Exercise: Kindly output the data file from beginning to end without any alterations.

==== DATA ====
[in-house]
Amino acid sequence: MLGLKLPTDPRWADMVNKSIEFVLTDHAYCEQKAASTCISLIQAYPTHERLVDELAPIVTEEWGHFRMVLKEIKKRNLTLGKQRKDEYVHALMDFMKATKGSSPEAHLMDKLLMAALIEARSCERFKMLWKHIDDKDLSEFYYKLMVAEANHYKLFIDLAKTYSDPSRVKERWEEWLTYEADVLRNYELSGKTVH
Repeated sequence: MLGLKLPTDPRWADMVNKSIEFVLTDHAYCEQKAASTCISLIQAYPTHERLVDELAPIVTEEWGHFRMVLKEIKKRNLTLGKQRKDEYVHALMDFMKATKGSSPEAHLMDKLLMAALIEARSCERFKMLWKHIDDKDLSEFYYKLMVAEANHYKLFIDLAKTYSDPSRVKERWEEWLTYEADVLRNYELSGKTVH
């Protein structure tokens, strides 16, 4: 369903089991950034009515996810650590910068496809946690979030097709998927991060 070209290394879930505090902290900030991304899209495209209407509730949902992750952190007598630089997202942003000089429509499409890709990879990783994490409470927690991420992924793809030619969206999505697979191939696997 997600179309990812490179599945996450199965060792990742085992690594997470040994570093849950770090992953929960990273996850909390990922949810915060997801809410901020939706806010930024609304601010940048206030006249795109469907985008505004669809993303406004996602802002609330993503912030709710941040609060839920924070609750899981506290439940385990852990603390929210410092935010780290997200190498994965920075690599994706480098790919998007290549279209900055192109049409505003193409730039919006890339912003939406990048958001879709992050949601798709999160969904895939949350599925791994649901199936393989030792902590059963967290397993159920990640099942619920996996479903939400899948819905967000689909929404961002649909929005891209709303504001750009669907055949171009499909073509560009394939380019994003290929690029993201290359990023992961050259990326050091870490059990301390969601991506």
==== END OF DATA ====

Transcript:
[in-house]
Amino acid sequence: MLGLKLPTDPRWADMVNKSIEFVLTDHAYCEQKAASTCISLIQAYPTHERLVDELAPIVTEEWGHFRMVLKEIKKRNLTLGKQRKDEYVHALMDFMKATKGSSPEAHLMDKLLMAALIEARSCERFKMLWKHIDDKDLSEFYYKLMVAEANHYKLFIDLAKTYSDPSRVKERWEEWLTYEADVLRNYELSGKTVH
Repeated sequence: MLGLKLPTDPRWADMVNKSIEFVLTDHAYCEQKAASTCISLIQAYPTHERLVDELAPIVTEEWGHFRMVLKEIKKRNLTLGKQRKDEYVHALMDFMKATKGSSPEAHLMDKLLMAALIEARSCERFKMLWKHIDDKDLSEFYYKLMVAEANHYKLFIDLAKTYSDPSRVKERWEEWLTYEADVLRNYELSGKTVH
């Protein structure tokens, strides 16, 4: 369903089991950034009515996810650590910068496809946690979030097709998927991060 070209290394879930505090902290900030991304899209495209209407509730949902992750952190007598630089997202942003000089429509499409890709990879990783994490409470927690991420992924793809030619969206999505697979191939696997 997600179309990812490179599945996450199965060792990742085992690594997470040994570093849950770090992953929960990273996850909390990922949810915060997801809410901020939706806010930024609304601010940048206030006249795109469907985008505004669809993303406004996602802002609330993503912030709710941040609060839920924070609750899981506290439940385990852990603390929210410092935010780290997200190498994965920075690599994706480098790919998007290549279209900055192109049409505003193409730039919006890339912003939406990048958001879709992050949601798709999160969904895939949350599925791994649901199936393989030792902590059963967290397993159920990640099942619920996996479903939400899948819905967000689909929404961002649909929005891209709303504001750009669907055949171009499909073509560009394939380019994003290929690029993201290359990023992961050259990326050091870490059990301390969601991506």